This week, Kenya Railways acting Managing Director Philip Mainga responds to your questions.
1. Some reports have characterised the Nairobi — Suswa line as a ‘railway to nowhere’. What are KRC’s plans for cargo transport on the line beyond Nairobi? Stanslaus Micheni, Maua
The unfortunate characterisation fails to take into account the huge potential of the hinterland the line will serve and its proposed internodal links with the MGR.
The government has set up requisite infrastructure for the Maai Mahiu and Naivasha goods depots.
The facilities, including other auxiliary components of the project, will become functional in the coming months.
Negotiations to cede the MGR to a private entity that is willing to invest billions in the rehabilitation of the section between Naivasha and Malaba are ongoing.
2. Does Kenya Railways plan to add any new coaches and locomotives that would operate the Suswa line, or will existing ones be enough to serve the entire stretch from Mombasa? Ken Kinyanjui, Nakuru
The operational and logistical arrangements to ensure a seamless, efficient and reliable train service on the new routes have been implemented and are in place.
The need to increase the number of coaches will be informed by the initial demand for the service in the four new stations at Rongai, Ngong, Maai Mahiu and Suswa.
We expect many Kenyans who live on the outskirts of the city, especially in the satellite towns of Rongai and Ngong, to switch to railway transport now that it is available.
3. Since its launch, how much has SGR been able to generate annually and would you say the revenues give you hope of self-sustainability? Alex O. Awino, Nairobi
The SGR service has shown a sustained upward momentum in revenues since the launch of the passenger services in June 2017 and subsequently, the freight business.
We are now way over the one billion-shilling mark in revenues for the passenger service and we believe the business will continue to grow.
However, contrary to popular belief, the SGR project was not meant to be a profit-generating venture for the government.
It was meant to spur development and drive growth in various sectors of the economy.
4. It is in public knowledge that the SGR is under Chinese management. With the construction of this infrastructure expected to go beyond Naivasha, how are you preparing young Kenyans to run it? Is there a deliberate skills transfer arrangement that will eventually guarantee us sustainability and continuity in SGR management? Komen Moris, Eldoret
The project comes with a critical and inbuilt component of training and skill-set transfer.
More than 100 Kenyans have undergone training in railway engineering, management, operations and hospitality in China.
As we speak, a team just left the country a few days ago for training. The training will enable Kenyans to understand the business of managing railways and be prepared to take over critical jobs alongside the Chinese and by themselves once the current contract expires.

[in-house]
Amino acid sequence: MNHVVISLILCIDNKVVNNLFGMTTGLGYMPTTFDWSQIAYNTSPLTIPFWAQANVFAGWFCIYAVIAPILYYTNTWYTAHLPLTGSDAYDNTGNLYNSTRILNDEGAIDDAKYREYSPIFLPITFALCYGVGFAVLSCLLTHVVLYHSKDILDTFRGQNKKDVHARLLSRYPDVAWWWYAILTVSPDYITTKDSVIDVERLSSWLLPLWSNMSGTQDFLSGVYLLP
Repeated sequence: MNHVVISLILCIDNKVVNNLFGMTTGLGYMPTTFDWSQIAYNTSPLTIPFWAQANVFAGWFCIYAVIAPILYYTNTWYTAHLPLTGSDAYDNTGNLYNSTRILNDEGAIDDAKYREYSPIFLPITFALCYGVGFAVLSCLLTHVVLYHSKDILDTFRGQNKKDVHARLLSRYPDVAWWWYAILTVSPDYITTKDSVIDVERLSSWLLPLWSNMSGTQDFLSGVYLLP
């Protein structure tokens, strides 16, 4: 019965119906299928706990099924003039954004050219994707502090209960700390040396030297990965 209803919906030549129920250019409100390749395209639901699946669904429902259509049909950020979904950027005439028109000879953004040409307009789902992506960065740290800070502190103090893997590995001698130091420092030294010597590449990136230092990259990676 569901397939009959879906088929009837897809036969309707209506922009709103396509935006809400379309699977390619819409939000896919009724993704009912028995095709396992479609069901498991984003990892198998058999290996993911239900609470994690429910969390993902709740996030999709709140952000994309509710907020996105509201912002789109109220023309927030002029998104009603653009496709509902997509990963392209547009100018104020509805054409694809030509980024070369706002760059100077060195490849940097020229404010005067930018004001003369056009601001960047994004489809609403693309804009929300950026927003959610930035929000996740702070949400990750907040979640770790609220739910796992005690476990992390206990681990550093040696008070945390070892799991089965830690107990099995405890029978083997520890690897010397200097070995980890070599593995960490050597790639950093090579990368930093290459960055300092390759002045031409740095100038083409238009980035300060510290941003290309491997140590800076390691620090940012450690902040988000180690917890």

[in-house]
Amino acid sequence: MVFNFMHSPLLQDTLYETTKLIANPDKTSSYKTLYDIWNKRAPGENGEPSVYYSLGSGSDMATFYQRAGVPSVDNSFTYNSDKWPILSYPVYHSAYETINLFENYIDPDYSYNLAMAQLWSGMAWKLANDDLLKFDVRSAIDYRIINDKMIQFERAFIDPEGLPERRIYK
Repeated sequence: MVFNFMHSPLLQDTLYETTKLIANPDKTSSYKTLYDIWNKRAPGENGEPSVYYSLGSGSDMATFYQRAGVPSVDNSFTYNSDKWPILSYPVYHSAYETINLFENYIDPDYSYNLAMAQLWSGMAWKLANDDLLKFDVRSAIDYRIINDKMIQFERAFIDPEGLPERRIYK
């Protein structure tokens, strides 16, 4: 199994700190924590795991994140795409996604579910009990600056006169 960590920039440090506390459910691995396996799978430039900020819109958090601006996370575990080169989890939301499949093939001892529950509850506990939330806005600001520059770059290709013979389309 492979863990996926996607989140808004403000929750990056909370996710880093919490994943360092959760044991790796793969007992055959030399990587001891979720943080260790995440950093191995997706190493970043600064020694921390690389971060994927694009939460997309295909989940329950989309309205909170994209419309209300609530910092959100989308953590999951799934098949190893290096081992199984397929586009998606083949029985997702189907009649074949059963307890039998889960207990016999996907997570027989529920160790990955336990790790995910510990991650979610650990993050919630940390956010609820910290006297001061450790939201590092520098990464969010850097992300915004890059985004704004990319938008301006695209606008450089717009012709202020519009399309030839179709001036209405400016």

The Ministry of Transport is particularly keen on this critical aspect of absorption of Kenyans into key positions once they complete the relevant training abroad.
It is instructive to note that the localisation in terms of skills transfer has achieved a 90 per cent success rate.
5. The position of MD was recently advertised. As the incumbent, do you believe you have what it takes to lead the organisation? Rashidi Rashad, Garissa, Garissa County.
Not to appear to hand myself undue advantage over other candidates, it is only fair to reserve my comments on this question.
I would rather be judged based on what I have achieved during my tenure in office.
6. Kenya Railways Corporation can boast having multibillion-shilling properties and assets, including huge parcels of land, offices and houses all over the country. My concern is that most of these, from Mombasa to Malaba, have been grabbed, neglected or vandalised. Given that the government is looking for funding to revive and upgrade rail transport for both passengers and cargo along this route, what plans have you adopted to get them back? Dan Murugu, Nakuru
KRC is in the process of recovering most of these properties. We are working very closely with government agencies to return what was illegally acquired and some properties have been recovered. Once the exercise is complete, an audit will be carried out to evaluate its success.
7. We haven’t seen much investment and activity in reviving the Commuter Rail Service after the collapse of RVR. What plans do you have for the public transport sector considering the crisis we are faced with and the need to provide an efficient system? Zachary Ochieng, Kisumu
The KRC and the Ministry of Transport are committed to the revitalisation of the public railway transport sector and specifically, the commuter rail service.
The corporation is about to complete rehabilitation of metre gauge railway (MGR) stations and lines under the commuter rail project in various towns within the Nairobi City Metropolitan Area.
The revamped Nairobi Commuter Rail (NCR) on the old MGR line is now ferrying some 30,000 passengers a day from the previous 14,000.
With the introduction of new coaches within the next two months, the figure is projected to grow to three million a month. This is no mean feat.
The current fleet has been refurbished to provide passengers with comfort. A few challenges exist in service delivery due to legacy factors but we are determined to deal with them.